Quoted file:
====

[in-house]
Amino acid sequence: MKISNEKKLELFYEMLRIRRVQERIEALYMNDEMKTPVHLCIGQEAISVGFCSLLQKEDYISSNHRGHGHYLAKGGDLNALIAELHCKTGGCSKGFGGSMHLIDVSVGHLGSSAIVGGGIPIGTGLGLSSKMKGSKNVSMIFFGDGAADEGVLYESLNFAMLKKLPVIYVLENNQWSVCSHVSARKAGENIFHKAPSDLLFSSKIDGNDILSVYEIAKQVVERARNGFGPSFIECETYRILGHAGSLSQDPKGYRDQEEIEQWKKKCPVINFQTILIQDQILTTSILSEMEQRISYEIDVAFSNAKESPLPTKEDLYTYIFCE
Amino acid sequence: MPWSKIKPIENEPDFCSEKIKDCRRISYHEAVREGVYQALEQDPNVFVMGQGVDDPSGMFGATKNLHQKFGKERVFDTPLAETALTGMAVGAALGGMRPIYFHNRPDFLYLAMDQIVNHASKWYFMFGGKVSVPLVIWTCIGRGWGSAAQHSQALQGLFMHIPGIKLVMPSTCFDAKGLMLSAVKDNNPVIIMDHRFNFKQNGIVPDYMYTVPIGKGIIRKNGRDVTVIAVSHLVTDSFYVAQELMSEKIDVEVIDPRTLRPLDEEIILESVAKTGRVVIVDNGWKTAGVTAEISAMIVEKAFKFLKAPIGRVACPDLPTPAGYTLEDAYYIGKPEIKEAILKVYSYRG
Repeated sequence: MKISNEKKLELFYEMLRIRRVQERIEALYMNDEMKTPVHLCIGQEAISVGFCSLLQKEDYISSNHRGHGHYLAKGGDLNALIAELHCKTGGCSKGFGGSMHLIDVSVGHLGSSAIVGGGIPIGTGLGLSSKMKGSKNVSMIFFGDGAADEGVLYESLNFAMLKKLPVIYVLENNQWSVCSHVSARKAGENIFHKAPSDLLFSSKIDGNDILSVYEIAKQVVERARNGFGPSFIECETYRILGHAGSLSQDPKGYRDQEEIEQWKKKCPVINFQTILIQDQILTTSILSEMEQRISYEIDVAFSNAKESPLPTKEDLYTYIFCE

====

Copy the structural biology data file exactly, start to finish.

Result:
[in-house]
Amino acid sequence: MKISNEKKLELFYEMLRIRRVQERIEALYMNDEMKTPVHLCIGQEAISVGFCSLLQKEDYISSNHRGHGHYLAKGGDLNALIAELHCKTGGCSKGFGGSMHLIDVSVGHLGSSAIVGGGIPIGTGLGLSSKMKGSKNVSMIFFGDGAADEGVLYESLNFAMLKKLPVIYVLENNQWSVCSHVSARKAGENIFHKAPSDLLFSSKIDGNDILSVYEIAKQVVERARNGFGPSFIECETYRILGHAGSLSQDPKGYRDQEEIEQWKKKCPVINFQTILIQDQILTTSILSEMEQRISYEIDVAFSNAKESPLPTKEDLYTYIFCE
Amino acid sequence: MPWSKIKPIENEPDFCSEKIKDCRRISYHEAVREGVYQALEQDPNVFVMGQGVDDPSGMFGATKNLHQKFGKERVFDTPLAETALTGMAVGAALGGMRPIYFHNRPDFLYLAMDQIVNHASKWYFMFGGKVSVPLVIWTCIGRGWGSAAQHSQALQGLFMHIPGIKLVMPSTCFDAKGLMLSAVKDNNPVIIMDHRFNFKQNGIVPDYMYTVPIGKGIIRKNGRDVTVIAVSHLVTDSFYVAQELMSEKIDVEVIDPRTLRPLDEEIILESVAKTGRVVIVDNGWKTAGVTAEISAMIVEKAFKFLKAPIGRVACPDLPTPAGYTLEDAYYIGKPEIKEAILKVYSYRG
Repeated sequence: MKISNEKKLELFYEMLRIRRVQERIEALYMNDEMKTPVHLCIGQEAISVGFCSLLQKEDYISSNHRGHGHYLAKGGDLNALIAELHCKTGGCSKGFGGSMHLIDVSVGHLGSSAIVGGGIPIGTGLGLSSKMKGSKNVSMIFFGDGAADEGVLYESLNFAMLKKLPVIYVLENNQWSVCSHVSARKAGENIFHKAPSDLLFSSKIDGNDILSVYEIAKQVVERARNGFGPSFIECETYRILGHAGSLSQDPKGYRDQEEIEQWKKKCPVINFQTILIQDQILTTSILSEMEQRISYEIDVAFSNAKESPLPTKEDLYTYIFCE